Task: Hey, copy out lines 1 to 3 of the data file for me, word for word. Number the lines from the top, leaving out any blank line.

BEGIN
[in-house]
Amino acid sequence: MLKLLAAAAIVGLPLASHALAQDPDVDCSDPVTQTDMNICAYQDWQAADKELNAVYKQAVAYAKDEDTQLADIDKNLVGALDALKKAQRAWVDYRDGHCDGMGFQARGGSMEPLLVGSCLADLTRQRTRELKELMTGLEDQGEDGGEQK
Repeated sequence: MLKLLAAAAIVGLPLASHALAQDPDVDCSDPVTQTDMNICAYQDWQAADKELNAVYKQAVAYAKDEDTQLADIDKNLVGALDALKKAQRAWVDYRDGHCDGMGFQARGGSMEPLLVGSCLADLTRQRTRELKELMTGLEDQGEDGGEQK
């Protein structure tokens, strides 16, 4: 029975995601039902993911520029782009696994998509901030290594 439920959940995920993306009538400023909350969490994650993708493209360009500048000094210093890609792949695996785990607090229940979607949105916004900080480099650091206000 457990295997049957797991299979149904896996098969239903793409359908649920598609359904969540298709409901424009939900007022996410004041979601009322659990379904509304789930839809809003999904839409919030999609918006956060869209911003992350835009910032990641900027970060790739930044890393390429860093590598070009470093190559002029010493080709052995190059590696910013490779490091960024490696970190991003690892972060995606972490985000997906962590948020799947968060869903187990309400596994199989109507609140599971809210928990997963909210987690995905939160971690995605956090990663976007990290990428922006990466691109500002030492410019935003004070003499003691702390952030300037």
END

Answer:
[in-house]
Amino acid sequence: MLKLLAAAAIVGLPLASHALAQDPDVDCSDPVTQTDMNICAYQDWQAADKELNAVYKQAVAYAKDEDTQLADIDKNLVGALDALKKAQRAWVDYRDGHCDGMGFQARGGSMEPLLVGSCLADLTRQRTRELKELMTGLEDQGEDGGEQK
Repeated sequence: MLKLLAAAAIVGLPLASHALAQDPDVDCSDPVTQTDMNICAYQDWQAADKELNAVYKQAVAYAKDEDTQLADIDKNLVGALDALKKAQRAWVDYRDGHCDGMGFQARGGSMEPLLVGSCLADLTRQRTRELKELMTGLEDQGEDGGEQK